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Jul 22 2011

First few Days of the Program

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At the beginning of the Widener’s Sydney Australia program, I told my students that I had three main objectives for them: Learn and understand some basic differences in Australian and U.S. Law; embrace and experience the cultural and social aspects of Australia; and of course – Have Fun!
The students in the Sydney program received a variety of experiences for a lifetime. Beyond the classes covering the basics of Australia’s legal system, civil procedure, contract and commercial law and general international comparative corporate law, students had the opportunity though activities outside the classroom to explore the cultural, social, and political aspects of Australia.
The program began June 19th with a Sunday evening cruise aboard a ferry from the Darling Harbor in the Chinatown area to Sydney’s historical docks of Circular Quay. From the ferry we had fantastic views of the Sydney Harbor Bridge and the famous Sydney Opera house. We had dinner in the oldest section of the city called the “Rocks” and a quaint beer hall called the Lowenbrau.

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Jul 19 2011

Hello from Sydney

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Pollard300x266Faculty_hb2Randle Pollard blogging from Sydney Australia

Randle B. Pollard is an Associate Professor of Law on Widener’s Harrisburg Campus. Professor Pollard is a graduate of Hampton University where he earned a B.S. in Accounting, High Honors. Professor Pollard earned a J.D., from Georgetown University Law Center, where he was the Business Editor for Journal of Law and Technology. Professor Pollard earned an LL.M. in Taxation from Georgetown University Law Center.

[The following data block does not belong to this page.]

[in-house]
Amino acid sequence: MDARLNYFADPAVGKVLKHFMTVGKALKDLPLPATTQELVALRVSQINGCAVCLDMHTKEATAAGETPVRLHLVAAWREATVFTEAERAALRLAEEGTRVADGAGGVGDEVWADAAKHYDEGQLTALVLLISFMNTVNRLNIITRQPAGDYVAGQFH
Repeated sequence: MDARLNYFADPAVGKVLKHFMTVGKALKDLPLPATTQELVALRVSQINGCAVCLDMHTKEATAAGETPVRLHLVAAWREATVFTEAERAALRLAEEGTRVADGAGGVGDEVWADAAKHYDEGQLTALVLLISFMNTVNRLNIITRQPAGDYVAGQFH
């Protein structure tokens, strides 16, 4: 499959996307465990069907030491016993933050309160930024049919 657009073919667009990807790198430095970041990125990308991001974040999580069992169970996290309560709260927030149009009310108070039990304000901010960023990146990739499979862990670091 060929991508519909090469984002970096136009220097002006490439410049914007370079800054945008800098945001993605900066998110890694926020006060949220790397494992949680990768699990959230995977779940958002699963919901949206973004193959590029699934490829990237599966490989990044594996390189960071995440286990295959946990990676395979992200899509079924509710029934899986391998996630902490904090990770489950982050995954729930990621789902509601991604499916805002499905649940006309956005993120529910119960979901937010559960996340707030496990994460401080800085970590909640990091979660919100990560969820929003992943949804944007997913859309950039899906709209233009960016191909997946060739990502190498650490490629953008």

Professor Pollard has over twenty years of legal experience in the private and public sectors. After graduating from law school, Professor Pollard worked for the Office of the Corporation Counsel in Washington, D.C. as a Tax/Bond/Bankruptcy Attorney. Professor Pollard later served as a Tax Manager for KPMG LLP before becoming Domestic Tax Counsel for Eli Lilly & Company in Indianapolis, Indiana.
Recently, Professor Pollard was Senior Counsel at Ice Miller in Indianapolis, Indiana for several years and in the summer of 2008, left his firm to become a Field Organizer for the Obama for America/Campaign for Change in Indianapolis, Indiana.

Professor Pollard taught Federal Taxation as an adjunct professor at the Kelley School of Business, Indiana University Purdue University at Indianapolis, Indiana and the David A. Clarke School of Law in Washington, D.C.

Professor Pollard is a member of the American Bar Association and the National Bar Association: Co-Chair, Tax Law Section. Professor Pollard is license to practice in the state of Wisconsin, Indiana, Washington, D.C. and Maryland. Professor Pollard joined the Widener faculty in July 2009 and teaches Federal Income Tax, Business Organizations, and State and Local Tax.